I wish to use sgdisk to delete all partition definitions and data from a storage device, then create a GPT and two partitions on it . The best solution I've found is to use the -Z and the -o options.

sgdisk -Zo \
    -n 1::16M -t 1:EF00 -c 1:ZNX_BOOT \
    -N 2 -t 2:8300 -c 2:ZNX_DATA /dev/[device]

This, however, fails if the drive was created with an MBR partition table or if a disk image was written to it. How can I get this command to wipe any disk regardless of the partition table style used on it?


I know this is changing the question but is it possible for you to use wipefs (which comes as part of the util-linux package)? wipefs understands how to clear all sorts of partition(ing) metadata and will correctly get rid of MBRs, GPTs (along with the backup GPT), filesystem signatures etc...

The examples from the EXAMPLES section at the bottom of the wipefs man page illustrate how you might do this:

wipefs /dev/sda*

Prints information about sda and all partitions on sda.

wipefs --all --backup /dev/sdb

Erases all signatures from the device /dev/sdb and creates a signature backup file ~/wipefs-sdb-<offset>.bak for each signature.

WARNING: As the name suggests wipefs destroys data! Please be careful...

  • What about it's performance? @K7AAY suggested dd, but it's too slow. If it's as fast (or at least similar) as sgdisk, then I could consider using it. Sep 7 '18 at 2:54
  • 1
    @luis-lavaire I'm amazed that a dd over one sector (assuming 512 byte sectors) of a disk is slow - it's pretty much the smallest write operation a disk could do! I'd guess that something else is wrong if that really was slow (e.g. count=1 had been left off). I suppose you could use bs=4k oflag=direct count=1 and see if that helps... Nonetheless to answer your question: in my experience wipefs finishes in less than a second (but the dd of the answer should have done so too).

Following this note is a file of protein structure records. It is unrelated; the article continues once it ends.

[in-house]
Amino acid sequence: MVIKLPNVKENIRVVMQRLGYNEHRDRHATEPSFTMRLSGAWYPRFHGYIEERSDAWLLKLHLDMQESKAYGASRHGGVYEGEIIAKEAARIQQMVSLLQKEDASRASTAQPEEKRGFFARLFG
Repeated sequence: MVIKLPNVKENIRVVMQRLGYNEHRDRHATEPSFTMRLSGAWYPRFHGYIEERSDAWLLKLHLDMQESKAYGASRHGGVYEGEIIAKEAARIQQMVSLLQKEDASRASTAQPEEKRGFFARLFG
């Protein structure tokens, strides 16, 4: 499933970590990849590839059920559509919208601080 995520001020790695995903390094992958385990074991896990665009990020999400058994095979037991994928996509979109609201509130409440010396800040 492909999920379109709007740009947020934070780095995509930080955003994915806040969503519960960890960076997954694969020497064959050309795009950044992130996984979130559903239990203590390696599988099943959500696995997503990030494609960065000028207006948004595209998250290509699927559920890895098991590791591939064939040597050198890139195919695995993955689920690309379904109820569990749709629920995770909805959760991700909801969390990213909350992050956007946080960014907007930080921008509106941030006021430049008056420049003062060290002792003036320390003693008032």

– Anon
    Sep 7 '18 at 5:40
  • 1
    Hmm blkid is probably grovelling around because UDF filesystems often aren't inside partitions. github.com/karelzak/util-linux/blob/… shows the routine. Did I mention that wipefs is good at removing filesystem signatures too? :-) It even uses blkid (github.com/mmalecki/util-linux/blob/… )...
    – Anon
    Sep 12 '18 at 21:30
  • 1
    Can you please [add another answer | edit your answer] so I can accept it? wipefs worked just as spected. ;) Sep 15 '18 at 6:13
  • 1
    Is the answer any better now? Oh and thanks for persevering :-)
    – Anon
    Sep 15 '18 at 7:06

I reget I see no way to do that exclusively within sgdisk, but fortunately, the kind folks at Virtualhelp.me have suggested the use of dd first, i.e.,

dd if=/dev/zero of=/dev/sda bs=512 count=1

which is intended to overwrite that pesky MBR carrier partition which throws both sgdisk and gdisk for a loop.

  • 1
    Yeah, I kew about dd. The drawback is that it is VERY slow. That's why I prefer gdisk. Sep 7 '18 at 2:53
  • Understood, but since a review of man sqdisk and man gdisk showed they could not deal with MBR carrier partitions, thought I would offer what I could. EFI is soooo much better than MBR, I cringe every time someone says they don;t need EFI...
    – K7AAY
    Sep 7 '18 at 17:15
  • 1
    I guess that possibly using while ! sgdisk -v /dev/device; do sgdisk -Z; done could do the task. And I agree with you, that GPT is way better than MBR. Sep 10 '18 at 4:35
  • 3
    Note that if you must use dd to blank GPT partitioning then you will need to remove the first 20 Kbytes from the start AND the end of the disk. See serverfault.com/a/787210/203726 for details (also see en.wikipedia.org/wiki/GUID_Partition_Table ).
    – Anon
    Sep 10 '18 at 21:14

This commands did the job:

wipefs -af $DEVICE

sgdisk -Z \
    -n 1::132M -t 1:EF00 -c 1:ZNX_BOOT \
    -N 2 -t 2:8300 -c 2:ZNX_DATA $DEVICE

The firs command clears the partition metadata, and the second one, clears the data.

Your Answer

By clicking “Post Your Answer”, you agree to our terms of service, privacy policy and cookie policy

Not the answer you're looking for? Browse other questions tagged or ask your own question.